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Music review

Sharing stories, trading songs

John Hiatt (left) and Lyle Lovett kept an easy camaraderie going through the night. John Hiatt (left) and Lyle Lovett kept an easy camaraderie going through the night. (Photos by John Bohn/Globe Staff)
By Sarah Rodman
Globe Staff / October 25, 2008
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Hanging out with two people who are old friends can be awkward. As they reminisce about old times or discuss shared friends and hobbies, a third party can feel left out.

That sense of exclusion was completely absent from the joint John Hiatt and Lyle Lovett performance at the Opera House Wednesday night. Over a superlative 2 1/2-hour set that featured nearly as much banter as music, the kindred spirits jawed a bit about their early days, experiences with Bonnie Raitt, and the gratification of making music for music's sake.

There was an ease to the proceedings as the pair took turns singing and each man would sit back and reverently soak in his partner's songs. The night seemed especially significant because it was the last show of the tour and the mutual admiration society was in full bloom. The sit-down, acoustic song swap exuded a living-room coziness. Infrequently, that coziness tipped over into the place where you might find yourself dozing on the couch.

Each man was in terrific voice, Lovett offering humor in his smooth croon on tunes like "She's No Lady" and "Keep It in Your Pantry" and shades of melancholy on burnished downers like "North Dakota." Hiatt's weather-beaten growl remains impressively expressive. He was equally affecting on the cheeky blues amble "Riding With the King" as the poignant examination of long-term love "Same Old Man."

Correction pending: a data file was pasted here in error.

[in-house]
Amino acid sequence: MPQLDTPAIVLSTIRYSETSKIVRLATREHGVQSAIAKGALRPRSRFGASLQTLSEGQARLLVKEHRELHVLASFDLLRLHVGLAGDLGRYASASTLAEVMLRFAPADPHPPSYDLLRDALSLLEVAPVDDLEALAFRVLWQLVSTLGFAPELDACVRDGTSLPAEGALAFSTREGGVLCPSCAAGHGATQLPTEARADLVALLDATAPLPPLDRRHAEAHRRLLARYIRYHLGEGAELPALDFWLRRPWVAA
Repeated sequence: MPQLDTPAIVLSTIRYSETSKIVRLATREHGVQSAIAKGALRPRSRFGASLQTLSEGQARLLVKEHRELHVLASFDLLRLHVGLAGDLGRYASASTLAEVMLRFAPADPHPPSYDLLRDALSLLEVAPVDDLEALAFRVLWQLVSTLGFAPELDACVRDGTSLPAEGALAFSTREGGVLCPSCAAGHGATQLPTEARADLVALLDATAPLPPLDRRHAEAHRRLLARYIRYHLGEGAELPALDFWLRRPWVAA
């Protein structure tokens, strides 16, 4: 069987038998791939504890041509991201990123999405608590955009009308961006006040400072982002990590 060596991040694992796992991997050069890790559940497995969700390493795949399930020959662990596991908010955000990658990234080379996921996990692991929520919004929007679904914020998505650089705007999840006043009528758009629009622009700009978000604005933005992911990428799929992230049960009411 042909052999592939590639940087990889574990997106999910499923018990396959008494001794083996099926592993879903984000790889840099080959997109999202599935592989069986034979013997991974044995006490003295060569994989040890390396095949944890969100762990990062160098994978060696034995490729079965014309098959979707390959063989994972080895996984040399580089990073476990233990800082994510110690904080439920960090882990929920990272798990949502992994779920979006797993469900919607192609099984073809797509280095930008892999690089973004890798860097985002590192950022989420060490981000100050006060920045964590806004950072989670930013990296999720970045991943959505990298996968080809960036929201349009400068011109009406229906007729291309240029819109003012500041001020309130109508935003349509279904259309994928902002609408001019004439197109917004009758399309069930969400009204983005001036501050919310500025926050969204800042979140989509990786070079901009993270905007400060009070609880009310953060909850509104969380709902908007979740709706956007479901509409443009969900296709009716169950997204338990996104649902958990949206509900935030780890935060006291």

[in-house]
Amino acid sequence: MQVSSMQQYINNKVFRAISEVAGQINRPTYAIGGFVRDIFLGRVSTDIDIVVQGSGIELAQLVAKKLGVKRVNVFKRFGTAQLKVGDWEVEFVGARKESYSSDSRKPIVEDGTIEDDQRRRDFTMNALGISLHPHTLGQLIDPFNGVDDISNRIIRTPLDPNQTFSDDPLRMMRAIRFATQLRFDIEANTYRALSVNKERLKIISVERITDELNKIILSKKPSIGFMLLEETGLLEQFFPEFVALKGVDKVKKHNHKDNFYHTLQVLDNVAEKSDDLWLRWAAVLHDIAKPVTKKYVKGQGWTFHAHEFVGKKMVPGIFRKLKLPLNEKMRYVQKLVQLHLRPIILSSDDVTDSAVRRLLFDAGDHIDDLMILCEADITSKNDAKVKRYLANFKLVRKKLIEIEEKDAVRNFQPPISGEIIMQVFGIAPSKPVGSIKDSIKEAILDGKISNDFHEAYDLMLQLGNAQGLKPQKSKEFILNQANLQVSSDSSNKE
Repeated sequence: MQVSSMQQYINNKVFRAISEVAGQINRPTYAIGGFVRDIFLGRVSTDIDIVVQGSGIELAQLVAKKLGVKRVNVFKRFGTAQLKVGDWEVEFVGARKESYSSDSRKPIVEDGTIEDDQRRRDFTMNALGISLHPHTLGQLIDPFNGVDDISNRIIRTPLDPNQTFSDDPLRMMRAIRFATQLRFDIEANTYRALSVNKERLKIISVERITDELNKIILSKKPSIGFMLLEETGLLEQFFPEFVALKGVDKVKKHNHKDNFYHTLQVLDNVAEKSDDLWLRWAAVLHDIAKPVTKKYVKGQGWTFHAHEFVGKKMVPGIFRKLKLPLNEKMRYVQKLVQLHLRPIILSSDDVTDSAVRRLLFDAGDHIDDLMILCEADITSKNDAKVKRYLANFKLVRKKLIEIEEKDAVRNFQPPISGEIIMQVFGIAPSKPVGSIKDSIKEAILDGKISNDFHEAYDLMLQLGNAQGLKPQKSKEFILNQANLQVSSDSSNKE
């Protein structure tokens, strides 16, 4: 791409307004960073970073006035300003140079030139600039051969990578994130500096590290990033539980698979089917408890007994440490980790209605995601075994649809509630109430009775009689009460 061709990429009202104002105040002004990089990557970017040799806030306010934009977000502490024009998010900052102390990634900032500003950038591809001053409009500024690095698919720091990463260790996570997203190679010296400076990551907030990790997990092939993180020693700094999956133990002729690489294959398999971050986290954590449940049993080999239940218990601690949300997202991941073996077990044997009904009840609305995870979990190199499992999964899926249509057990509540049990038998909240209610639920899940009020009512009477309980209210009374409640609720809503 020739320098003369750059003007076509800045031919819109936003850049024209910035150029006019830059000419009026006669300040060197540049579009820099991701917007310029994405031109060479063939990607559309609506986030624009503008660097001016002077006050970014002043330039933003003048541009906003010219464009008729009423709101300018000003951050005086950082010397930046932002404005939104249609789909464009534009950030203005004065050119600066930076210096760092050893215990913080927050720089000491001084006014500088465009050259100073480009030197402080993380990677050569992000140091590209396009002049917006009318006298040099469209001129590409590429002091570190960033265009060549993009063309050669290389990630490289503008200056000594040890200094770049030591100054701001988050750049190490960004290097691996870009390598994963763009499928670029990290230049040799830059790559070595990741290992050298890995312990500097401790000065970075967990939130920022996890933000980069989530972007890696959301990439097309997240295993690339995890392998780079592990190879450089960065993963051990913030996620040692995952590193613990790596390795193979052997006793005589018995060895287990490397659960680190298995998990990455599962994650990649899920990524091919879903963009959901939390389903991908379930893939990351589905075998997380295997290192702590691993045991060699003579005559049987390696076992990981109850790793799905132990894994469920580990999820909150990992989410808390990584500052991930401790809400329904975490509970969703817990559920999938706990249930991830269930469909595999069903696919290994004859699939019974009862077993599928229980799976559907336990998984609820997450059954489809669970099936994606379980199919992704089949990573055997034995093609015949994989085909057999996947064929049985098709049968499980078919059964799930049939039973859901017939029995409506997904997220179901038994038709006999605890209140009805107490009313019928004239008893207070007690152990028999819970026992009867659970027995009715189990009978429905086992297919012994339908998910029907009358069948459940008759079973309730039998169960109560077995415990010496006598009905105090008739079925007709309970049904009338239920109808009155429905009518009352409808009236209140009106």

In between songs, as they tuned their guitars, Lovett especially kept the collegial vibe going, peppering Hiatt with questions that would arise from the subjects of the songs: Do you look more like your mom or dad? (Both.) Did you ever own a Cadillac? (Sort of.) Why did you start playing guitar? (To get girls.)

If Lovett ever decides to hang up his guitar, he'd make an excellent talk-show host as his sincere curiosity, intent listening, and positively arid wit were as much weapons in his arsenal as his clever songs. His queries made it easy to believe him when he said to Hiatt, "I learn something new about you every day."

Hiatt kept pace with snappy rejoinders and a touch of whimsical exasperation as they segued from tune to tune linked by topic - such as transportation for Hiatt's "Thunderbird" into Lovett's "If I Had a Boat" - or mood. Those ranged widely from raucous (Hiatt's "Thing Called Love") to melancholy (their duet on the traditional folk tune "Ain't No More Cane").

Sarah Rodman can be reached at srodman@globe.com.

MUSIC REVIEW

JOHN HIATT AND LYLE LOVETT At: the Opera House,

Wednesday

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